Why do you think one breakfast place has a line out the door, while close by, another breakfast place is nearly empty?
It can’t be the relative quality of the waffles.
It probably has nothing to do with the food.
Why is there a line out the door at Intelligentsia, an upscale coffee place, and an even longer line at Philz, another coffee place, but you can almost always walk right in at The Refinery and get an espresso? (There are a lot of coffee places around here.)
It has little to do with the coffee.
It’s all about social proof.
People see a crowded place and want to go there. Then it becomes too crowded to go.
Obligatory Yogi Berra cite here: ‘That restaurant is so crowded, nobody goes there anymore,’ he supposedly said.
There’s a school of design thought that dictates success is yours only when you have a messy, crowded website design. Look at home pages of The Huffington Post or BuzzFeed and you might get dizzy. Like the New York Times site, these are newspaper sites on steroids, screaming at you for attention. (Back away slowly and close your browser window.)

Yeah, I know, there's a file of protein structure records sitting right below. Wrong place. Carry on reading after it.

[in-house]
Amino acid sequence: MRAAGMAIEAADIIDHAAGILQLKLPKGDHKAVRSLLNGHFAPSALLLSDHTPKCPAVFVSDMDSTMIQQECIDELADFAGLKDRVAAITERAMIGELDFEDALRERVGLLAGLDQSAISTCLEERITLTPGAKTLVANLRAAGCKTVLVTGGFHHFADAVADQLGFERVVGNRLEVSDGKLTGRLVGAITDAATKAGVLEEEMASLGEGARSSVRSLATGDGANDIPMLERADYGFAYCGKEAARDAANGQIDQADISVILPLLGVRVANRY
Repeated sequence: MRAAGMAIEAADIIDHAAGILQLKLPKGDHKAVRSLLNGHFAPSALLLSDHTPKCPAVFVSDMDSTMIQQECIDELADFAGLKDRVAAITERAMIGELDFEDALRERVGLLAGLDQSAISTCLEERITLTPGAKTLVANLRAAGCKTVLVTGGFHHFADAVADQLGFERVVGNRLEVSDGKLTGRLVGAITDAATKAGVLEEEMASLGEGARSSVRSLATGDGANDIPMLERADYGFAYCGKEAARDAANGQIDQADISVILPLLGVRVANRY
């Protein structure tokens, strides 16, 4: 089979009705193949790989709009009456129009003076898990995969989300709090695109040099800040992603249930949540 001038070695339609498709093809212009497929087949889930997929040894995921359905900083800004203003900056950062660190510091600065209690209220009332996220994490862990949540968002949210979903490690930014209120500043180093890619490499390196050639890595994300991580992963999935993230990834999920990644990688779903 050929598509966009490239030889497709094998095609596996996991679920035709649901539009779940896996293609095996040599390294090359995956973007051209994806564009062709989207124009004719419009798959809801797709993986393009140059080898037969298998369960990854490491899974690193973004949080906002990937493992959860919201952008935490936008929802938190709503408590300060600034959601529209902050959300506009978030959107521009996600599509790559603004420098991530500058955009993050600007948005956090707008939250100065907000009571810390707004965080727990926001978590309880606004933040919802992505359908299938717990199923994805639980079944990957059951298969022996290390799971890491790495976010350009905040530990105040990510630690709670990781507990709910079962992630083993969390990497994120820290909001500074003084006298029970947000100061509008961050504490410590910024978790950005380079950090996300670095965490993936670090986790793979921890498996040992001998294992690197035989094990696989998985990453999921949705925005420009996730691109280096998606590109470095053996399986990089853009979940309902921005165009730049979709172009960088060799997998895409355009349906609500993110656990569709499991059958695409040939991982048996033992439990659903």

Uber, on the other hand, just wants one thing from you: To get you to sign up for the service. It’s elegant, clean site design perfectly expresses the smooth ride that you might get with the service.
Messy works and so does simple. Depends on your goals.
Messy can work online: Department stores are messy and big and so is Amazon. Your visitors more easily feel the social proof, as though they are waiting on line at a busy breakfast place with lots of other people. Simple works, too: But don’t make your site seem deserted. Uber works because it shows pictures of people using the service. The social proof is there.